Quick Update...

Sorry this blog has been inactive for so long but I've been really, really busy with work, and my move to Puerto Nuevo, Mexico in northern BC. I am thinking about putting together a series of posts that detail how to set-up a data-processing stack, in PHP, for mongodb that allows you to dynamically generate all CRUD queries via the class stack.

The front-end interface, to this stack, is through RabbitMQ -- also written in PHP -- which eliminates Apache from the  LAMP stack, and no longer requires a REST interface for transferring data requests to-and-from store.

The stack includes services such as auditing, registration for public-facing requests, memcached and membase support, error-logging, and internal checks on requests that prevent things like query generation that result in full-table scans or any searches on un-indexed columns within either mongodb or mysql. (I think I still remember how to code for mysql... :) )

Anyway, this project has been all-consuming for me for the past year and the concept of generalizing the stack for instructional purposes has been rattling around in my can now, looking for a way out, for quite some time.  It's not like there's a plethora of PHP-based RabbitMQ tutorials out there either.

So, that's the happs.  Now that things are settling down a bit, I'll try to get more information out.

Thank you for checking-in!

Fair is Fair - My Top-5 "Desert Island" Songs.

Fair is fair.  The other day I posted about which music I absolutely loathe so it's only reasonable that I now post about the music which I count as my most-favorite.

I've given this a lot of thought.  At least twenty minutes or so.  Mostly.  Of all the available music, were I suddenly stranded on a LOST-like island somewhere, these are the song which I hope would survive on my magical iPod of Eternal-Battery.

I could literally listen to these songs over-and-over again, all day long, without going insane and wanting to do the post-office dance.  Every time I hear one of these songs, it's like hearing it for the first time.

So, again realizing that this is extremely subjective (you're going to disagree with most of my picks), here's my Top-5 Desert Island songs from most-to-least favorite order.  One last comment: most of this music is decades old.  One of the criteria, of course, being that the song be capable of witstanding time's test.  I like a lot, if not most, of today's alternative music.  However, who's to say if I will still like it as much, decades later...

#1 Battle of Evermore by Led Zepplin

Led Zepplin was obviously going to be in my top-5 lists.  The only thing that surprises me is that I chose this song over one of their older, bluesier, pieces.  I love this song.  Of all the music I've ever heard, it remains my favorite song of all time.  Not only does it tell a great story, but the music ranges from savage to delicate - peaking at all the right places.  At the end of this song, I'm wrung-out emotionally.  It's that great of a ride.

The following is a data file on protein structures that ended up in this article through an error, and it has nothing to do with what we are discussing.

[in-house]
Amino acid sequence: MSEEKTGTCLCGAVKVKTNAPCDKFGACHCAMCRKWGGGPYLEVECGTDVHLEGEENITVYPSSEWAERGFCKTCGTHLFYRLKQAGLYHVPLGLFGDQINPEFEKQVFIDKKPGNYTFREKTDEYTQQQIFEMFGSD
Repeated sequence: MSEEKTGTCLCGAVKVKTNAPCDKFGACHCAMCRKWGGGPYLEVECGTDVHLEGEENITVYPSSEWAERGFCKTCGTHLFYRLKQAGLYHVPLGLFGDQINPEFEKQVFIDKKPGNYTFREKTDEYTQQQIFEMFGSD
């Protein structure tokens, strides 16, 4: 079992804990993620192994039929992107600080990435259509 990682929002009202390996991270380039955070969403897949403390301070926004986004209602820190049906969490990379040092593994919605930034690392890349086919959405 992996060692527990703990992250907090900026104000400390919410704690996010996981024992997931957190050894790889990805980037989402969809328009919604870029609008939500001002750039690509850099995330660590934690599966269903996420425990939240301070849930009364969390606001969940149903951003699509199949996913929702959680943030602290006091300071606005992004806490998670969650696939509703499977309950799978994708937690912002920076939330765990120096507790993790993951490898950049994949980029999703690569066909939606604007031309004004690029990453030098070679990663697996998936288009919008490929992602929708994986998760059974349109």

#2 Who Wants to Live Forever by Queen

I made a comment a while ago -- "if you don't love Freddy Mercury, you're dead to me."  Well, of all the contenders in the Queen portfolio, I choose this relatively little-known song.  It was made for the movie "Highlander", the original starring Christopher Lambert.  Queen did the soundtrack for that move and it was awesome.  (Both the movie and the music.)  This song plays while the newly-immortal Highlander watches his first love age and die while he remains young.  When listened to in-context, the song is bittersweet and poignant, conveying the emotions of grief and love.  Frankly, I'm surprised this song isn't played at more funerals.

#3 Sabbath Bloody Sabbath by Black Sabbath

This was the first album I ever bought.  It cost $5 brand new and the year was 1974.  My parents were horrified.  Heh.  (My second album was Alice Cooper's "Billion Dollar Babies"...)  What I love about this song is the soul-crunching bass riff that hits about 3-minutes into the song.  It's so incredibly massive that I've not heard anything done with the same levels of harmony since.  Nearly 40-years after it's release, this song can still get me thrashing and banging and is my tribute-selection to all things Metal.

#4 Sidewalk Hobo by Tony Joe White